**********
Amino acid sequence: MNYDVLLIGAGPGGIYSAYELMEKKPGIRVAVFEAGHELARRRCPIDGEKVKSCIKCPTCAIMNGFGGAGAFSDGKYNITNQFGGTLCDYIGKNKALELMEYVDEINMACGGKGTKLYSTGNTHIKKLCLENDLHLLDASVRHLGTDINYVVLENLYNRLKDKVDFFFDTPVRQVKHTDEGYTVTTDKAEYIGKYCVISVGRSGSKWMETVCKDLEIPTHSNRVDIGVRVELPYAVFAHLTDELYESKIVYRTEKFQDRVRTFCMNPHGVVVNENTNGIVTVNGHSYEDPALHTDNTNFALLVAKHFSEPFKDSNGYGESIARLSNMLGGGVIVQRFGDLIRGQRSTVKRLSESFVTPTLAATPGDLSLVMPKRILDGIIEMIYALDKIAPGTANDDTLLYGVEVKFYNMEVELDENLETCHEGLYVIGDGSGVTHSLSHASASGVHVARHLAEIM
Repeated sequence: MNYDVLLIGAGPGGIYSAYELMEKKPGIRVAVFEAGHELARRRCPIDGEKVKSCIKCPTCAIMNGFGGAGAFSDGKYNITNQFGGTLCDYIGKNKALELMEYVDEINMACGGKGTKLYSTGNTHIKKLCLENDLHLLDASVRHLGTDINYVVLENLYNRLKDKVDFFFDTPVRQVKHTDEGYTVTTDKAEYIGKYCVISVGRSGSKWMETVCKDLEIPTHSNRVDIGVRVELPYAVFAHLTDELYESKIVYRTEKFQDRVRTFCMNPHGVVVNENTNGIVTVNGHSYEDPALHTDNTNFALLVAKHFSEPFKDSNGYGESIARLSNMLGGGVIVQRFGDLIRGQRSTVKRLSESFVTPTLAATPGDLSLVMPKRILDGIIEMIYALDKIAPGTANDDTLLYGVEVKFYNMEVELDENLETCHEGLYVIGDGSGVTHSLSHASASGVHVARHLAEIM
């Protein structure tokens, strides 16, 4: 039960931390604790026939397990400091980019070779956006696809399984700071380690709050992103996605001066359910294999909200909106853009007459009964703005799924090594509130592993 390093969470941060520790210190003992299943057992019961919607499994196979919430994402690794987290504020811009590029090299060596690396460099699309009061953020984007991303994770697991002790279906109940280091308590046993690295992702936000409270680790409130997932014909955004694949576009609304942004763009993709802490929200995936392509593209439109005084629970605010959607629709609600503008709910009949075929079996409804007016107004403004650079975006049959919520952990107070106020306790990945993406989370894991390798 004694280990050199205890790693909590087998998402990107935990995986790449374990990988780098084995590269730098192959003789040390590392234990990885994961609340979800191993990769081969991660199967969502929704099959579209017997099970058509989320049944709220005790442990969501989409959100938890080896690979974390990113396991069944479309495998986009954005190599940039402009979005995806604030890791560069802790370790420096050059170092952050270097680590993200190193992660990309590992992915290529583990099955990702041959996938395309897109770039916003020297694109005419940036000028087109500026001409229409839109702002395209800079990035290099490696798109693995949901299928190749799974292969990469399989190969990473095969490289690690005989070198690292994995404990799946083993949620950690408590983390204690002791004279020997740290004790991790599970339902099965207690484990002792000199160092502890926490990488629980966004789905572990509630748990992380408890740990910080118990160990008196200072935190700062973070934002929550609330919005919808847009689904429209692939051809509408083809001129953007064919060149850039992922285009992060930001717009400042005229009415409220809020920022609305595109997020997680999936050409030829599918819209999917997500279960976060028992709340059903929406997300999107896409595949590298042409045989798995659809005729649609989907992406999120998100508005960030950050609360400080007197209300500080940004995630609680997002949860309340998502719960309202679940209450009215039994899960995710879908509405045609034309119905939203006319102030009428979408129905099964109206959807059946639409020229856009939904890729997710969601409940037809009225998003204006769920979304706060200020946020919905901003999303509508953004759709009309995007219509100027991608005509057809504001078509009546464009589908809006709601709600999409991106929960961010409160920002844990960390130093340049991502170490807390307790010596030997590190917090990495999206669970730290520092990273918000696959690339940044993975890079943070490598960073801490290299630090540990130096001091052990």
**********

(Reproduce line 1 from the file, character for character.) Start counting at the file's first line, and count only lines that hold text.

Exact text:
Amino acid sequence: MNYDVLLIGAGPGGIYSAYELMEKKPGIRVAVFEAGHELARRRCPIDGEKVKSCIKCPTCAIMNGFGGAGAFSDGKYNITNQFGGTLCDYIGKNKALELMEYVDEINMACGGKGTKLYSTGNTHIKKLCLENDLHLLDASVRHLGTDINYVVLENLYNRLKDKVDFFFDTPVRQVKHTDEGYTVTTDKAEYIGKYCVISVGRSGSKWMETVCKDLEIPTHSNRVDIGVRVELPYAVFAHLTDELYESKIVYRTEKFQDRVRTFCMNPHGVVVNENTNGIVTVNGHSYEDPALHTDNTNFALLVAKHFSEPFKDSNGYGESIARLSNMLGGGVIVQRFGDLIRGQRSTVKRLSESFVTPTLAATPGDLSLVMPKRILDGIIEMIYALDKIAPGTANDDTLLYGVEVKFYNMEVELDENLETCHEGLYVIGDGSGVTHSLSHASASGVHVARHLAEIM